Research on training surgeons like dogs, dirty money wins 2019 Ig Nobels

  • Shigeru Watanabe of Japan receives the Ig Nobel award in chemistry, for estimating the total saliva volume produced per day by a typical 5-year-old, at the 29th annual Ig Nobel awards ceremony Thursday at Harvard University. ap photo

  • From left, Nobel Laureates Rich Roberts (Medicine, 1993), Eric Maskin (Economics, 2007), and Jerome Friedman (Physics, 1990) laugh during the 29th annual Ig Nobel awards ceremony at Harvard University, Thursday, Sept. 12, 2019, in Cambridge, Mass. The spoof prizes for weird and sometimes head-scratching scientific achievement are bestowed by the Annals of Improbable Research magazine, and handed out by real Nobel laureates. (AP Photo/Elise Amendola) Elise Amendola

  • Nobel Laureate Eric Maskin (Economics, 2007), middle, participates in a skit at the 29th annual Ig Nobel awards ceremony at Harvard University, Thursday, Sept. 12, 2019, in Cambridge, Mass. The spoof prizes for weird and sometimes head-scratching scientific achievement are bestowed by the Annals of Improbable Research magazine, and handed out by real Nobel laureates. (AP Photo/Elise Amendola) Elise Amendola

  • Silvano Gallus, of Italy, waves as he receives the Ig Nobel award in medicine for collecting evidence that pizza might protect against illness and death, if the pizza is made and eaten in Italy, at the 29th annual Ig Nobel awards ceremony at Harvard University, Thursday, Sept. 12, 2019, in Cambridge, Mass. The spoof prizes for weird and sometimes head-scratching scientific achievement are bestowed by the Annals of Improbable Research magazine, and handed out by real Nobel laureates. (AP Photo/Elise Amendola) Elise Amendola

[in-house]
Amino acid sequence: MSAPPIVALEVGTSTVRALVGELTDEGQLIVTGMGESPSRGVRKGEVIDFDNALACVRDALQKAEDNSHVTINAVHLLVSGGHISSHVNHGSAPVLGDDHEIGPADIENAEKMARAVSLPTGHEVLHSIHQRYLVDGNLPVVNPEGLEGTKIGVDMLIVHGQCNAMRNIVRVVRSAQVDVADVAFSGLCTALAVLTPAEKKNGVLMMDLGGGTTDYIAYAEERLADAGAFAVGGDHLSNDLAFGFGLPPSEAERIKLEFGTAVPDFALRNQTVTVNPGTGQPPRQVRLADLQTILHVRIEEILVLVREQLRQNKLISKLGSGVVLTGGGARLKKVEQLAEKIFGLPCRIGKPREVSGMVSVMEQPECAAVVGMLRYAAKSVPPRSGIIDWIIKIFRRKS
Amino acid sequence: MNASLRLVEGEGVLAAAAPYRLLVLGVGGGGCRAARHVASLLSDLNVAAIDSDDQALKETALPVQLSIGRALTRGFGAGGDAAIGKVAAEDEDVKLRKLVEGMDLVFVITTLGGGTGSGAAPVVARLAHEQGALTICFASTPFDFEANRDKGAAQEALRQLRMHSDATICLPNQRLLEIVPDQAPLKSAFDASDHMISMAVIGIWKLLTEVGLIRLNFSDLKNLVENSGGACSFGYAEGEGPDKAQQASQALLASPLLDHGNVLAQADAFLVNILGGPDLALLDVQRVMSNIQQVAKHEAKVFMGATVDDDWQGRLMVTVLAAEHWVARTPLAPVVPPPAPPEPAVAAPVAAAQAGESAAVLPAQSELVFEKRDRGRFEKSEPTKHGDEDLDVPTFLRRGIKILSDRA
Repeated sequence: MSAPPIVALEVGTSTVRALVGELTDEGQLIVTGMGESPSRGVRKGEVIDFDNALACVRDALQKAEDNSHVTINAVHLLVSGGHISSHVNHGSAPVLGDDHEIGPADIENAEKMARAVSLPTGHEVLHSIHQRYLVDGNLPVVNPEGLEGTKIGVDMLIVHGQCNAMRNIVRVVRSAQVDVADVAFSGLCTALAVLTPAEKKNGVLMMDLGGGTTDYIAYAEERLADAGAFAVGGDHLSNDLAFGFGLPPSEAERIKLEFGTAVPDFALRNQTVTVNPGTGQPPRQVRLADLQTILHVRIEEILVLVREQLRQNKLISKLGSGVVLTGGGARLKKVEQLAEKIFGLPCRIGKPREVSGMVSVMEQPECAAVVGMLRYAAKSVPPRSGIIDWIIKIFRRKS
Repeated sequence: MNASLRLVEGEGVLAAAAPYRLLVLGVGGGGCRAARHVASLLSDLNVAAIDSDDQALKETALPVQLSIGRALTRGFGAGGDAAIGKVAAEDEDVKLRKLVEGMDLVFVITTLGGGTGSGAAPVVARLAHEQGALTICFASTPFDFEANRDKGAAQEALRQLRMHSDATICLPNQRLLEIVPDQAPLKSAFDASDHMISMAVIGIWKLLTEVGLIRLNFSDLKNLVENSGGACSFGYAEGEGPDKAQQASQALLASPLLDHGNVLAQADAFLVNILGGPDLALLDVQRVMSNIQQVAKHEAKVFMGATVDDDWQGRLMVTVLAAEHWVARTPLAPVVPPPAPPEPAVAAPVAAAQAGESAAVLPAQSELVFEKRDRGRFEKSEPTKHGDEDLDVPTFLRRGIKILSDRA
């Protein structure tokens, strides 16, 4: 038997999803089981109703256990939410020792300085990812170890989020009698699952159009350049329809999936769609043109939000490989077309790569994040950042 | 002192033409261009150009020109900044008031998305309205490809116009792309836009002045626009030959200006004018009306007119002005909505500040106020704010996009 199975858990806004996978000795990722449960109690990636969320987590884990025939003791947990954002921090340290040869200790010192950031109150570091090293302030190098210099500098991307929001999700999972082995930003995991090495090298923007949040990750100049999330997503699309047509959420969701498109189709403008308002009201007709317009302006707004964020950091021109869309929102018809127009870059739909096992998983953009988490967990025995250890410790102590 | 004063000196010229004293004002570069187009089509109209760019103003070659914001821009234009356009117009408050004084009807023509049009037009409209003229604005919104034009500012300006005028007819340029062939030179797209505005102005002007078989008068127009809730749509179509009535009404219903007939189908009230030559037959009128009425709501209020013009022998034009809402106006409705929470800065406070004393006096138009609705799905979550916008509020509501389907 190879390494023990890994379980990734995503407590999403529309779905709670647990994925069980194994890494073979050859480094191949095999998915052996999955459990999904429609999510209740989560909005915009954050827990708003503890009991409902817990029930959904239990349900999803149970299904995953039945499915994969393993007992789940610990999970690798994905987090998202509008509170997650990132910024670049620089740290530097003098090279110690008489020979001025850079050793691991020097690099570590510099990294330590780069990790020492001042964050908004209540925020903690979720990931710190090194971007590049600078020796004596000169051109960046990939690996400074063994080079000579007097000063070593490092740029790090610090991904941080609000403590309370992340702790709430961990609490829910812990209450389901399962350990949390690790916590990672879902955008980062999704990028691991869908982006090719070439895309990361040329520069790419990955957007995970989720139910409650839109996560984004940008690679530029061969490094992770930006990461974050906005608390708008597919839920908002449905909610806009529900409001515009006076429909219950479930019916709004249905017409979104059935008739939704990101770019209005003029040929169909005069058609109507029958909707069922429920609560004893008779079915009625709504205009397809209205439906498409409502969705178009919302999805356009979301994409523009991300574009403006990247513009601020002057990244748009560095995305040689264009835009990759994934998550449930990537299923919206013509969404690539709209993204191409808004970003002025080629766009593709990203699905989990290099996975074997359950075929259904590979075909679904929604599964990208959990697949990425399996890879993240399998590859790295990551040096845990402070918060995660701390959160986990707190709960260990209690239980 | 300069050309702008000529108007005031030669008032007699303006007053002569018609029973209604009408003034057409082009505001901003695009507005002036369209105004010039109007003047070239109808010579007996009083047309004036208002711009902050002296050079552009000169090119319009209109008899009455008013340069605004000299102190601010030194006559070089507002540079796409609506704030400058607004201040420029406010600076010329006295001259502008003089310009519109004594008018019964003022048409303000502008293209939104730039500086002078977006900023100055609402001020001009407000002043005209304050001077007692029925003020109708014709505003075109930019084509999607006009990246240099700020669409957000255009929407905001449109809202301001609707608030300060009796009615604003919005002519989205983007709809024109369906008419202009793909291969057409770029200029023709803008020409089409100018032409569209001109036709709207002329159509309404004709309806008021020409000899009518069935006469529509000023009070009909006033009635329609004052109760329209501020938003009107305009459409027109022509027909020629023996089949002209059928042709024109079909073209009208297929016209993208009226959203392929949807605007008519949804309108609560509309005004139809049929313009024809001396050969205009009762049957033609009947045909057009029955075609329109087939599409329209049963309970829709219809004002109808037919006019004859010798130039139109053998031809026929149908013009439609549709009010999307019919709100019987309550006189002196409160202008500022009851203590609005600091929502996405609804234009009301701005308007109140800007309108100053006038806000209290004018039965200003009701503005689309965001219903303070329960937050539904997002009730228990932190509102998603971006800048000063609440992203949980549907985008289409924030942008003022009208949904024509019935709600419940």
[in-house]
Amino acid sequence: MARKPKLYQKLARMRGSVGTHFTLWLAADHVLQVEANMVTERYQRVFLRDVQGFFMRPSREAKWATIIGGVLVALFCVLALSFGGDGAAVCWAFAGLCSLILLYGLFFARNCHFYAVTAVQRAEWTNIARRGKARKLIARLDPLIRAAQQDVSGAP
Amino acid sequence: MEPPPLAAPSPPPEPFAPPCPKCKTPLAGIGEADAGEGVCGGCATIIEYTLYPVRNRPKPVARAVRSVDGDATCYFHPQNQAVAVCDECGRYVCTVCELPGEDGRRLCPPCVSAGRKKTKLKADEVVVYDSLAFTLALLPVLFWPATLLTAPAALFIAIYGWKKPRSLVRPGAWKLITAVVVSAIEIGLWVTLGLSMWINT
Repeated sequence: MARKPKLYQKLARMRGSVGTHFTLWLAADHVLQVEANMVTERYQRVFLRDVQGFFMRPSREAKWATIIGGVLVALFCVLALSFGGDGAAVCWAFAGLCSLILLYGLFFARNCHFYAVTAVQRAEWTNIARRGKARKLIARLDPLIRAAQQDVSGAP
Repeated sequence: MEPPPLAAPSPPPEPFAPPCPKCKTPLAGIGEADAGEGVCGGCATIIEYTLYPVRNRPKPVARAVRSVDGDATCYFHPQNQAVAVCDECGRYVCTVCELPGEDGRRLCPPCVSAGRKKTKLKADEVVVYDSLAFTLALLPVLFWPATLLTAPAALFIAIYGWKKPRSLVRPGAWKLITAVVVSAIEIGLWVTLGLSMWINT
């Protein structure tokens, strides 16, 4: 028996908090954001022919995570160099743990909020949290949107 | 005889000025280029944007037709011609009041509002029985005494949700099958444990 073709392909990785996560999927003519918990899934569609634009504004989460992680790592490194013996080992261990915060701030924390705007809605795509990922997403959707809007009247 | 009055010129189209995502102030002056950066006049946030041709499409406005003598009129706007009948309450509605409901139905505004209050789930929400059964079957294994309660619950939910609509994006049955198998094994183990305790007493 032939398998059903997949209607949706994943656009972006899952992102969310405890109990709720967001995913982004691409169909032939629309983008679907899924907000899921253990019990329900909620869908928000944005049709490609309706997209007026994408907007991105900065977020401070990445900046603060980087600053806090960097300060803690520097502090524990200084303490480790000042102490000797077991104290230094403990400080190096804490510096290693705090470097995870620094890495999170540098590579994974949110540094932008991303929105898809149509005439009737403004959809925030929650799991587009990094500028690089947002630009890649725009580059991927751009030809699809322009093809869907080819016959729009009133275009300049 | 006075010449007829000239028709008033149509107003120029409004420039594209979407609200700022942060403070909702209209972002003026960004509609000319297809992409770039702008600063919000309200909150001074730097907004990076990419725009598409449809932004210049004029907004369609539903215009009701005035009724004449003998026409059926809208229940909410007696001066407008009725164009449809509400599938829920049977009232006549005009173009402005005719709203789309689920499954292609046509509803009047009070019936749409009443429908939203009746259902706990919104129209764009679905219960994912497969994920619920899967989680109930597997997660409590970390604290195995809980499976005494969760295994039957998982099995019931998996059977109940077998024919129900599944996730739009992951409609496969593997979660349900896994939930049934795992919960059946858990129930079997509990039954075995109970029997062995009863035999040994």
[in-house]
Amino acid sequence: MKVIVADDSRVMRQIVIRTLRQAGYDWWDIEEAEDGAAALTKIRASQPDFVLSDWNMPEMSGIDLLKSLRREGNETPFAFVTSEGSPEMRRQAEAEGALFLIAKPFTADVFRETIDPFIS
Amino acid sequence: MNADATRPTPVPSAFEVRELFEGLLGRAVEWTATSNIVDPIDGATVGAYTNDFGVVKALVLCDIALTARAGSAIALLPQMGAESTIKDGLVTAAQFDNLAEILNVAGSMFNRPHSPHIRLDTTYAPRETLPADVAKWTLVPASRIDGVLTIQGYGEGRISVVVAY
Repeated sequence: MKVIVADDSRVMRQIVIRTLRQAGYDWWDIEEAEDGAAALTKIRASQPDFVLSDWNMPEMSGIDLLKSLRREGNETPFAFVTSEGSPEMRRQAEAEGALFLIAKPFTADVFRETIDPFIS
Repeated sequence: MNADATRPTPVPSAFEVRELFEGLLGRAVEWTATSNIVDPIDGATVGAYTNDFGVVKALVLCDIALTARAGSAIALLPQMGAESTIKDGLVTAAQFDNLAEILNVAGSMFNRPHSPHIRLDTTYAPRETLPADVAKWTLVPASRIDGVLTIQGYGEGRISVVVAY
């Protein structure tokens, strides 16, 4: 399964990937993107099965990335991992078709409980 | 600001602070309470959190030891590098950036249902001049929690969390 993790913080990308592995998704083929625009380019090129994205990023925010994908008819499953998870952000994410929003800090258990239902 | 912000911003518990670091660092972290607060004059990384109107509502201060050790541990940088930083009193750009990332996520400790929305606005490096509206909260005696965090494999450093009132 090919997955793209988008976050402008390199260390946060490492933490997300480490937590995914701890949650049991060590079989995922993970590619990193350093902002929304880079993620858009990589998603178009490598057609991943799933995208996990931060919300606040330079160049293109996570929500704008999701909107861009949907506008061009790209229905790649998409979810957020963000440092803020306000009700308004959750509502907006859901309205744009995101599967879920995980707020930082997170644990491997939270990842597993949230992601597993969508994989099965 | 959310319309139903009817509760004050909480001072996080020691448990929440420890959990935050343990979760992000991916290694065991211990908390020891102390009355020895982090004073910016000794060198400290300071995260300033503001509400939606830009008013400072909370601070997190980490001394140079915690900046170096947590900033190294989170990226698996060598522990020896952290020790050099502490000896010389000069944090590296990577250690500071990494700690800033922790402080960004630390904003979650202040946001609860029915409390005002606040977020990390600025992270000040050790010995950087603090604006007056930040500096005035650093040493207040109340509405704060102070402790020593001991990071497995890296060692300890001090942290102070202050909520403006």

• Andreas Voss, left, and his son Timothy Voss, of The Netherlands, receive the Ig Nobel award in economics for testing which country's paper money is best at transmitting dangerous bacteria, at the 29th annual Ig Nobel awards ceremony at Harvard University, Thursday, Sept. 12, 2019, in Cambridge, Mass. The spoof prizes for weird and sometimes head-scratching scientific achievement are bestowed by the Annals of Improbable Research magazine, and handed out by real Nobel laureates. (AP Photo/Elise Amendola) Elise Amendola

  • Marc Abrahams, far right, presides over the 29th annual Ig Nobel awards ceremony at Harvard University, Thursday, Sept. 12, 2019, in Cambridge, Mass. The spoof prizes for weird and sometimes head-scratching scientific achievement are bestowed by the Annals of Improbable Research magazine, and handed out by real Nobel laureates. (AP Photo/Elise Amendola) Elise Amendola

  • ">

    Dr. Thomas Michael plays the accordion as the ensemble performs, "The Creatures of Habit Opera" at the 29th annual Ig Nobel awards ceremony at Harvard University, Thursday, Sept. 12, 2019, in Cambridge, Mass. The spoof prizes for weird and sometimes head-scratching scientific achievement are bestowed by the Annals of Improbable Research magazine, and handed out by real Nobel laureates. (AP Photo/Elise Amendola) Elise Amendola

  • Marc Abrahams holds up the 2019 Ig Nobel award at the 29th annual Ig Nobel awards ceremony at Harvard University, Thursday, Sept. 12, 2019, in Cambridge, Mass. The spoof prizes for weird and sometimes head-scratching scientific achievement are bestowed by the Annals of Improbable Research magazine, and handed out by real Nobel laureates. (AP Photo/Elise Amendola) Elise Amendola

  • Andreas Voss, left, and his son Timothy Voss, of The Netherlands, receive the Ig Nobel award in economics for testing which country's paper money is best at transmitting dangerous bacteria, at the 29th annual Ig Nobel awards ceremony at Harvard University, Thursday, Sept. 12, 2019, in Cambridge, Mass. The spoof prizes for weird and sometimes head-scratching scientific achievement are bestowed by the Annals of Improbable Research magazine, and handed out by real Nobel laureates. (AP Photo/Elise Amendola) Elise Amendola

  • Audience members toss paper airplanes at the 29th annual Ig Nobel awards ceremony at Harvard University, Thursday, Sept. 12, 2019, in Cambridge, Mass. The spoof prizes for weird and sometimes head-scratching scientific achievement are bestowed by the Annals of Improbable Research magazine, and handed out by real Nobel laureates. (AP Photo/Elise Amendola) Elise Amendola